Finding the best car insurance for your new ride

Getting a good deal on your car means nothing if you end up in an accident without insurance. The best way to protect your investment is to purchase adequate insurance coverage.
The free Jerry app lets you compare insurance rates so that you can get the coverage you need at a price you like. It takes less than a minute to sign up, and you’ll never have to handle any paperwork or make phone calls.
The average Jerry user saves $879 per year on car insurance!
“I normally see ads and don’t really pay attention any further than a swipe or scroll—but since I am in the process of buying my first car, I found Jerry very helpful. It was a process that took less than 24 hours to complete. I also heard back sooner than going into an insurance company, along with narrowing my options down to what I found to be a reasonable company and payment for auto insurance. Thanks again!” — Jerry user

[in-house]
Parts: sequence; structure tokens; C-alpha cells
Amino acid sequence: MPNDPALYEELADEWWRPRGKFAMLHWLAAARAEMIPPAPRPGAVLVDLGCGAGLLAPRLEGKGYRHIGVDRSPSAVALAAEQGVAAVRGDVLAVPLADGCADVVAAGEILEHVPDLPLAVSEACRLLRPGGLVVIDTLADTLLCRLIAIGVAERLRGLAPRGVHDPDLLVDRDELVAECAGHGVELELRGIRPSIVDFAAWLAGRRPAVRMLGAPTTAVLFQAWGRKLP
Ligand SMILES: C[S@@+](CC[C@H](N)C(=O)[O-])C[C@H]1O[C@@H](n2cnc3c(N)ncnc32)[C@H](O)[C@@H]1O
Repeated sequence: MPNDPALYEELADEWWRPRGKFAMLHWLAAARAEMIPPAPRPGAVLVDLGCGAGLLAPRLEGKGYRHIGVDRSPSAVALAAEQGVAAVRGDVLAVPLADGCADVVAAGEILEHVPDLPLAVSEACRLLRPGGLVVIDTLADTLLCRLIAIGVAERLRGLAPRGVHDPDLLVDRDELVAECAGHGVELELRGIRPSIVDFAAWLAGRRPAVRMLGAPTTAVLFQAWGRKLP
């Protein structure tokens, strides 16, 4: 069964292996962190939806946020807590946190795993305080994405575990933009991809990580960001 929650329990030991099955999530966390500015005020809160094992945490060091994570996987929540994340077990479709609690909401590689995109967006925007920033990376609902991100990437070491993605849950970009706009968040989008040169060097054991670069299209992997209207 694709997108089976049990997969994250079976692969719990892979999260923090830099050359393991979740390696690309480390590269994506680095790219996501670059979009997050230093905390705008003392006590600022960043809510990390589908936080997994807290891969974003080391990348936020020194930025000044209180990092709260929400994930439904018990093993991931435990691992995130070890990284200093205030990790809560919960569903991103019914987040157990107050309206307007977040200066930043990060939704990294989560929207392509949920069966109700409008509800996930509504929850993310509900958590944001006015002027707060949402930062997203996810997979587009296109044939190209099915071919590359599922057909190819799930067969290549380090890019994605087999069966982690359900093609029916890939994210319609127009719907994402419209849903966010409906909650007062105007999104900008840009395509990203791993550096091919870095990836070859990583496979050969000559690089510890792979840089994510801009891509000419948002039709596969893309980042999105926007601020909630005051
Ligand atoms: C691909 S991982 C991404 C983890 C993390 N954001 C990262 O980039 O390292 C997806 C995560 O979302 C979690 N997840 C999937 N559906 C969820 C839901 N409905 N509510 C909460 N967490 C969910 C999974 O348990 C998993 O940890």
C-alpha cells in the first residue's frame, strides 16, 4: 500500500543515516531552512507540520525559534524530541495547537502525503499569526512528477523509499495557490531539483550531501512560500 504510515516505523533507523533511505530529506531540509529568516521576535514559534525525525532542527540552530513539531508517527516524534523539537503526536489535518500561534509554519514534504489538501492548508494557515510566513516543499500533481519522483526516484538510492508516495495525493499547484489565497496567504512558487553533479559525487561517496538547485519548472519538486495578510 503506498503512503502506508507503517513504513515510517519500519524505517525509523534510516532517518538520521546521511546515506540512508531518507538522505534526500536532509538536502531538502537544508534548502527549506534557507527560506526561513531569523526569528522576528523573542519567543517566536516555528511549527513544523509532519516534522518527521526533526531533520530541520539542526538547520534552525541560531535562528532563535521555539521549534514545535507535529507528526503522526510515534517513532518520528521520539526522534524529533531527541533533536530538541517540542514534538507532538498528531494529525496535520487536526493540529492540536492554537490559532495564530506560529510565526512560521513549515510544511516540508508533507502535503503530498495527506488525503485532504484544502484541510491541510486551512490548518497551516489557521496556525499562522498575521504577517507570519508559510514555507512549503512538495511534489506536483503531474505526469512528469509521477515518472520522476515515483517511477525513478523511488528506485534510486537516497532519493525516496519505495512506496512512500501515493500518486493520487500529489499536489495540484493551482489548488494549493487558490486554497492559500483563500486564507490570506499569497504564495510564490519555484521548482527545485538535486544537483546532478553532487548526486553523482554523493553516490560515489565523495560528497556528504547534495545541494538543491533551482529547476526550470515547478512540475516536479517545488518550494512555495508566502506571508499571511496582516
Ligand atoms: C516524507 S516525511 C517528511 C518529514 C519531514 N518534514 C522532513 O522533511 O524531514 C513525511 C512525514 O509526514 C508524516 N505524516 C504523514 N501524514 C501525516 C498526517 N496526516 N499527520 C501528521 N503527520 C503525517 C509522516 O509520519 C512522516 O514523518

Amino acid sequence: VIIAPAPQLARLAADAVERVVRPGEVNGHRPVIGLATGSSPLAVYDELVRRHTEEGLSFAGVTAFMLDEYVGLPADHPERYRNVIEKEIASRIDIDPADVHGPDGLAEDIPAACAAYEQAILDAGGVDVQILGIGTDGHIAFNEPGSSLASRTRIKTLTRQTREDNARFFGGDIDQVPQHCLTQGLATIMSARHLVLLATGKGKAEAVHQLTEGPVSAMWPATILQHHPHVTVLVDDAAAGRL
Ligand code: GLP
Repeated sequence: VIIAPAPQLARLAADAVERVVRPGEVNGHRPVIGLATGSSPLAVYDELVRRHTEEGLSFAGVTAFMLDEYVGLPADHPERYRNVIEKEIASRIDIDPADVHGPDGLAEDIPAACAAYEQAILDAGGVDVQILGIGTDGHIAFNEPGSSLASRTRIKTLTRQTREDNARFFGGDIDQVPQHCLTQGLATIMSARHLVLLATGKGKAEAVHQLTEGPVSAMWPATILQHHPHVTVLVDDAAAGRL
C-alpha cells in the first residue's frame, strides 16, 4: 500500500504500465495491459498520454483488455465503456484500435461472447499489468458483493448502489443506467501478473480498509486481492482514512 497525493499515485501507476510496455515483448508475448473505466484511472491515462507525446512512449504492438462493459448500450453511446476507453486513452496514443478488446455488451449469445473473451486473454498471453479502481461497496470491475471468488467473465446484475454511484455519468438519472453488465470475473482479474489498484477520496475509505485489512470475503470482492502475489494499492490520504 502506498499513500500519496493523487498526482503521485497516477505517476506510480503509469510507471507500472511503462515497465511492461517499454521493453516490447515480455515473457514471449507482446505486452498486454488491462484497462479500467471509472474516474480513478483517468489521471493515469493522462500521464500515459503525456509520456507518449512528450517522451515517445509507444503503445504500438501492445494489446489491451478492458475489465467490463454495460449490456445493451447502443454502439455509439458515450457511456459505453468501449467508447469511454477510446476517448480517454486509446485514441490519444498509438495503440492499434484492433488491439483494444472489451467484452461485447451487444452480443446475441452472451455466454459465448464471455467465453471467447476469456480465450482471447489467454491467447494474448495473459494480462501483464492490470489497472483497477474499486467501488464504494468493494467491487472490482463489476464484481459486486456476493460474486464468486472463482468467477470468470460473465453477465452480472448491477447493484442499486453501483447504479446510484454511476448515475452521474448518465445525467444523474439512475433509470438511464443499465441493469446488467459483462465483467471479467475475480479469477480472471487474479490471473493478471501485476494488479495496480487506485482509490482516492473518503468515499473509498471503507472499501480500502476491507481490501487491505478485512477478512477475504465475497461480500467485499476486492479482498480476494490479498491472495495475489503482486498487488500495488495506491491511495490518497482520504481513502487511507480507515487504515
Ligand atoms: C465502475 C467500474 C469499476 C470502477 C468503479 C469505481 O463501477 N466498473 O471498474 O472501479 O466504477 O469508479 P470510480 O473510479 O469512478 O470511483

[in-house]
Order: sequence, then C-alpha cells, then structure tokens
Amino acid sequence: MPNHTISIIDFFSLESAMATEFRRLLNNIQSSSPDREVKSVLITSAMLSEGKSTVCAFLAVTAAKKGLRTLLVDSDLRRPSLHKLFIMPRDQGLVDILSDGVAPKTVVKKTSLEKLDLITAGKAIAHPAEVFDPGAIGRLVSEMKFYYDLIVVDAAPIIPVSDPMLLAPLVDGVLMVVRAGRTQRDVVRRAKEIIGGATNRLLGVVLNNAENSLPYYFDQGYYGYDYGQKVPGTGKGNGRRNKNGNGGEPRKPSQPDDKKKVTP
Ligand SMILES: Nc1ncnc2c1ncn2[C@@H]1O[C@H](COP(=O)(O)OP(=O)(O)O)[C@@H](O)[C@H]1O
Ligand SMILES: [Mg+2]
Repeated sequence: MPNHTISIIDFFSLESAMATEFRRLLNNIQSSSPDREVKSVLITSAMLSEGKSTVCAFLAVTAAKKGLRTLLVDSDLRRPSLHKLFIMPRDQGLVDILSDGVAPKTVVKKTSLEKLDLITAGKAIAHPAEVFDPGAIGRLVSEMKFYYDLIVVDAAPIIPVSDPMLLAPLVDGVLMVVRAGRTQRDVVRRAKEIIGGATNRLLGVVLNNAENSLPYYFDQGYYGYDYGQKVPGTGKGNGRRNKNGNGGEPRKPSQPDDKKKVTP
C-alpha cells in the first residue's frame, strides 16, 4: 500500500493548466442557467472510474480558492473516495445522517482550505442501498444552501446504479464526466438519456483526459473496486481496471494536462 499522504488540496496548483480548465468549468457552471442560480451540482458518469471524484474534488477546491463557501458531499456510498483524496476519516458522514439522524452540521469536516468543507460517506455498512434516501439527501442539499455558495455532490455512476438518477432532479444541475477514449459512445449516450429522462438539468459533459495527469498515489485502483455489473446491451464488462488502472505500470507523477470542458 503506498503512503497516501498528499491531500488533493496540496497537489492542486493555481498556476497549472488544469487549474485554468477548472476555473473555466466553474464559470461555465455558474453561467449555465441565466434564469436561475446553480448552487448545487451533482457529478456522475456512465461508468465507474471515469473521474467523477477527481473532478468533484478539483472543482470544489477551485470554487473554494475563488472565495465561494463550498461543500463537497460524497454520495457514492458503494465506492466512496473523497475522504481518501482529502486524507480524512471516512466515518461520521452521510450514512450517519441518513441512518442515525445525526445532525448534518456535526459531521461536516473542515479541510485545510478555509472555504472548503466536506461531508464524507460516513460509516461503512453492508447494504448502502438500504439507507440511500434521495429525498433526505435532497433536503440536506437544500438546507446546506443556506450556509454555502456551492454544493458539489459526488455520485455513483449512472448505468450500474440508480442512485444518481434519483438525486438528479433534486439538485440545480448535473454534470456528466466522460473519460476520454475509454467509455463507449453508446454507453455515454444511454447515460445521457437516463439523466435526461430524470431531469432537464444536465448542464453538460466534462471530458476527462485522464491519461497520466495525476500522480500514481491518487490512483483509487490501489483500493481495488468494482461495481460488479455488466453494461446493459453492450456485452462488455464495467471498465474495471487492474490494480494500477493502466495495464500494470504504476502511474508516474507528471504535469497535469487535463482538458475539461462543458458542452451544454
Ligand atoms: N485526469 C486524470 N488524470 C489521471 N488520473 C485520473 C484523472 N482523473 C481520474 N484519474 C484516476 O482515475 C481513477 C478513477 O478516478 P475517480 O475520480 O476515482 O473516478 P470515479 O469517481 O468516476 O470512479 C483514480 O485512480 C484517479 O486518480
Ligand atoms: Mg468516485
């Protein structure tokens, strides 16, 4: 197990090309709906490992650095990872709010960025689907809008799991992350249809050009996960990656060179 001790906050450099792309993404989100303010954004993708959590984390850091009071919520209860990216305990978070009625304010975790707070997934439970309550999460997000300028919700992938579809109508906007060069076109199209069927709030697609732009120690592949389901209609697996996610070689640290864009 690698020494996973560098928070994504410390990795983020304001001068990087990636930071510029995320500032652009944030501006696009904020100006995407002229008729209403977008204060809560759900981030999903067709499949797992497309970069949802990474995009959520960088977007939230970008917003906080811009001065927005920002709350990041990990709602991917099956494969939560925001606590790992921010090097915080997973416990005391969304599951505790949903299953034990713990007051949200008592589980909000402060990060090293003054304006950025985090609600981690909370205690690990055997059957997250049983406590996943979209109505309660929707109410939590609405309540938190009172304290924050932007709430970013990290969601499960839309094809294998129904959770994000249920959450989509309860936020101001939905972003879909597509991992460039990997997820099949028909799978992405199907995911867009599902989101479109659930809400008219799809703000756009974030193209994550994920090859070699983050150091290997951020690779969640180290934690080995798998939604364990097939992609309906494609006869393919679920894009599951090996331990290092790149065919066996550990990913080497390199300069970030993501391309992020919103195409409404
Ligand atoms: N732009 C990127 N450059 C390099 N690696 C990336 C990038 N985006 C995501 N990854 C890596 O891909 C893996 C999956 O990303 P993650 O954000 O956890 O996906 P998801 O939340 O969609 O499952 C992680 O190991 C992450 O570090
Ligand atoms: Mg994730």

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What new car fees should you pay?

No matter what, you’ll have to pay sales tax, registration fees, and documentation fees on your new car. If the car is being driven to the lot for you, you’ll also have to pay a destination fee.

Are dealer processing fees negotiable?

Some fees are negotiable, some aren’t. Any fee going to the dealer itself—like destination or documentation fees—might be negotiable. The dealer probably won’t budge on sales taxes or registration fees, since these are being charged by the state.

How do you avoid dealer fees?

The key to avoiding extra dealer fees is common sense. Ask about extra charges early in the process and haggle when you can. Having a set budget for your new purchase will firm up your bargaining position and help you avoid going over budget.